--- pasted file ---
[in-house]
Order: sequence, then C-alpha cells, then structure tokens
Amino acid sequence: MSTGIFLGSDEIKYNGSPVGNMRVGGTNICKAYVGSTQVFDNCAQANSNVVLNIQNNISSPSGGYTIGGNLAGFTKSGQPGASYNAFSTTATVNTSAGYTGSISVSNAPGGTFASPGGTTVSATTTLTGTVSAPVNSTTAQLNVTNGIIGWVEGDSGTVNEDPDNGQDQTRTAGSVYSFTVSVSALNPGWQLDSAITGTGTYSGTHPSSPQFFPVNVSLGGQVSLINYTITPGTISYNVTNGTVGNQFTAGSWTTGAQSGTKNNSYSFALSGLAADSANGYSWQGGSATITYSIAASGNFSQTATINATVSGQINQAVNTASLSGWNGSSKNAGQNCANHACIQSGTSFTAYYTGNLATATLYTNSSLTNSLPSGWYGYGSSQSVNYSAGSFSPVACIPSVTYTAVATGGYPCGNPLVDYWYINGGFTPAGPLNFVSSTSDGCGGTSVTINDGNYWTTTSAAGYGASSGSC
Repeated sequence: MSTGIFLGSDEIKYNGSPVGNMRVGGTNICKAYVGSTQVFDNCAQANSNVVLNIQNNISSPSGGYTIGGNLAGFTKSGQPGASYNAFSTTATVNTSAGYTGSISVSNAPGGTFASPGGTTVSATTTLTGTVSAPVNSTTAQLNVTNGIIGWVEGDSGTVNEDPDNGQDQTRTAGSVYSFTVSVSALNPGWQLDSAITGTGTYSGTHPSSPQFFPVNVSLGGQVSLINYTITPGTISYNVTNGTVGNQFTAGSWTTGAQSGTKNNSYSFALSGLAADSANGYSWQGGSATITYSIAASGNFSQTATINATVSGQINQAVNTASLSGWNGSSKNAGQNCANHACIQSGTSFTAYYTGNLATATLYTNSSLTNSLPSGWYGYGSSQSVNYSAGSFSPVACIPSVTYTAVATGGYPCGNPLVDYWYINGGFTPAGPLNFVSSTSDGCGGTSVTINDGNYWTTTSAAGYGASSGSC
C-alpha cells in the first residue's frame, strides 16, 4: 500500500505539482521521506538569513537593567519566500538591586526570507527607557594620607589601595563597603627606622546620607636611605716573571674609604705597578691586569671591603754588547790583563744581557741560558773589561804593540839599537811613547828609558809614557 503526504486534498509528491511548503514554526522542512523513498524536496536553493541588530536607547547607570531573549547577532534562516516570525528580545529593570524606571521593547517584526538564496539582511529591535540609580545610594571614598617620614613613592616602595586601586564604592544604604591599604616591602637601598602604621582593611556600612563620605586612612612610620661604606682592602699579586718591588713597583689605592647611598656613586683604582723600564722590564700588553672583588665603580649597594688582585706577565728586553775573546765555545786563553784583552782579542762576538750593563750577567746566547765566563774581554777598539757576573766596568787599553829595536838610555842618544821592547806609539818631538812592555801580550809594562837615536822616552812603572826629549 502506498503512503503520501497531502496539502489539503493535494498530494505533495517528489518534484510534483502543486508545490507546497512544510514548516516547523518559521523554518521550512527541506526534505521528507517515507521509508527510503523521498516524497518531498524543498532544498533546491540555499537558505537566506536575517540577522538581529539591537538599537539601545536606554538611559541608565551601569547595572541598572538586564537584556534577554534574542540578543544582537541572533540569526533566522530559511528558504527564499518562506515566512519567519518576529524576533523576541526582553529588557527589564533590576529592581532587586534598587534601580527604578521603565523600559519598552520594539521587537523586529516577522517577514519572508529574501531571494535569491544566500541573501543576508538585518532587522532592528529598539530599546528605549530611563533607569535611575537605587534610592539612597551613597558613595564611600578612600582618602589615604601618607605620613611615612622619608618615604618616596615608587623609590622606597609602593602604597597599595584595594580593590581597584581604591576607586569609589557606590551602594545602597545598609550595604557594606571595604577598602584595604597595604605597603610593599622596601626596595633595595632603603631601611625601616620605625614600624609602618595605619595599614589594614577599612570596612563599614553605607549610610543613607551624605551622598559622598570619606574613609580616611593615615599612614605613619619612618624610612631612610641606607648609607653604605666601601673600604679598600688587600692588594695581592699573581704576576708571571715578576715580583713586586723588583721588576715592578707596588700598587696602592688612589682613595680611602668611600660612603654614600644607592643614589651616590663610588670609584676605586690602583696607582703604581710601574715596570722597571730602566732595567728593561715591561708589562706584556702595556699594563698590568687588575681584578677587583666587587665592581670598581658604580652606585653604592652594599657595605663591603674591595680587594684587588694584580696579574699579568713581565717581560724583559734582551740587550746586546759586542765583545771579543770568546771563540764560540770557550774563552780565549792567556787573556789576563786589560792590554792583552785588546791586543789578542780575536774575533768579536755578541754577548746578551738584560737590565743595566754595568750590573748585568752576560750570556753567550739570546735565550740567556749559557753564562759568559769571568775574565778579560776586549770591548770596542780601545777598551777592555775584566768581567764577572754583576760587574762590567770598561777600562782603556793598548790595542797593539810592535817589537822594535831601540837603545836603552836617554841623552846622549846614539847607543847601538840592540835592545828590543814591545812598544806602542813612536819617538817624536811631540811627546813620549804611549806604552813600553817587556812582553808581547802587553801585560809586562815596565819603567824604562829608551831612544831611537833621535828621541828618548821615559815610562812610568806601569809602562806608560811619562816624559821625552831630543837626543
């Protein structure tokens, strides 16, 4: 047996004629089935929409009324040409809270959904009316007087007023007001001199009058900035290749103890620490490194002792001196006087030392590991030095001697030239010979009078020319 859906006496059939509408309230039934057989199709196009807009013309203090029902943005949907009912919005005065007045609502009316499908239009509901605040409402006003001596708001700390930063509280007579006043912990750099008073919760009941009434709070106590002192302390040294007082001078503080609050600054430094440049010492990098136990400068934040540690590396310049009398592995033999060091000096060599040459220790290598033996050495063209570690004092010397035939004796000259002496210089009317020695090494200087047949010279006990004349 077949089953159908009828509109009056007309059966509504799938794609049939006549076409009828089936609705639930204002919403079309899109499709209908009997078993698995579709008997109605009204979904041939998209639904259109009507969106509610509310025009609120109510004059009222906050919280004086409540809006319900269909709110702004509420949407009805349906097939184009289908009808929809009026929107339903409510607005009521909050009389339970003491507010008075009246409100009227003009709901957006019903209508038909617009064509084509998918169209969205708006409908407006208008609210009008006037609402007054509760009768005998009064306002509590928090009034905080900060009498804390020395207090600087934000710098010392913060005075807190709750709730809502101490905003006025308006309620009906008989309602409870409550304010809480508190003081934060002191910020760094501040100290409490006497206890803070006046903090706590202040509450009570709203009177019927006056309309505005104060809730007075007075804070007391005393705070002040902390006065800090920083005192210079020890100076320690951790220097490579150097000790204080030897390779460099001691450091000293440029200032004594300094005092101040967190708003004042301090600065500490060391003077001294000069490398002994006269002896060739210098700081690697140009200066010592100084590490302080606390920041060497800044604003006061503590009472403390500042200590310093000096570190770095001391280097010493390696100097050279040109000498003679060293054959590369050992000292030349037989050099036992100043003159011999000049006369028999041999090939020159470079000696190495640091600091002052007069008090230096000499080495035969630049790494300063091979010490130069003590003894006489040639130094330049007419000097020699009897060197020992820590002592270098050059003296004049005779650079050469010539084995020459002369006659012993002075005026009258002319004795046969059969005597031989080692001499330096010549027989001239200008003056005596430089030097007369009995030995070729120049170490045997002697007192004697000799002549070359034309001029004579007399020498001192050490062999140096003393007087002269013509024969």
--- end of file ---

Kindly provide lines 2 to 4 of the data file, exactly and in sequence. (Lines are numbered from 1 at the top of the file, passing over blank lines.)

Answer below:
Order: sequence, then C-alpha cells, then structure tokens
Amino acid sequence: MSTGIFLGSDEIKYNGSPVGNMRVGGTNICKAYVGSTQVFDNCAQANSNVVLNIQNNISSPSGGYTIGGNLAGFTKSGQPGASYNAFSTTATVNTSAGYTGSISVSNAPGGTFASPGGTTVSATTTLTGTVSAPVNSTTAQLNVTNGIIGWVEGDSGTVNEDPDNGQDQTRTAGSVYSFTVSVSALNPGWQLDSAITGTGTYSGTHPSSPQFFPVNVSLGGQVSLINYTITPGTISYNVTNGTVGNQFTAGSWTTGAQSGTKNNSYSFALSGLAADSANGYSWQGGSATITYSIAASGNFSQTATINATVSGQINQAVNTASLSGWNGSSKNAGQNCANHACIQSGTSFTAYYTGNLATATLYTNSSLTNSLPSGWYGYGSSQSVNYSAGSFSPVACIPSVTYTAVATGGYPCGNPLVDYWYINGGFTPAGPLNFVSSTSDGCGGTSVTINDGNYWTTTSAAGYGASSGSC
Repeated sequence: MSTGIFLGSDEIKYNGSPVGNMRVGGTNICKAYVGSTQVFDNCAQANSNVVLNIQNNISSPSGGYTIGGNLAGFTKSGQPGASYNAFSTTATVNTSAGYTGSISVSNAPGGTFASPGGTTVSATTTLTGTVSAPVNSTTAQLNVTNGIIGWVEGDSGTVNEDPDNGQDQTRTAGSVYSFTVSVSALNPGWQLDSAITGTGTYSGTHPSSPQFFPVNVSLGGQVSLINYTITPGTISYNVTNGTVGNQFTAGSWTTGAQSGTKNNSYSFALSGLAADSANGYSWQGGSATITYSIAASGNFSQTATINATVSGQINQAVNTASLSGWNGSSKNAGQNCANHACIQSGTSFTAYYTGNLATATLYTNSSLTNSLPSGWYGYGSSQSVNYSAGSFSPVACIPSVTYTAVATGGYPCGNPLVDYWYINGGFTPAGPLNFVSSTSDGCGGTSVTINDGNYWTTTSAAGYGASSGSC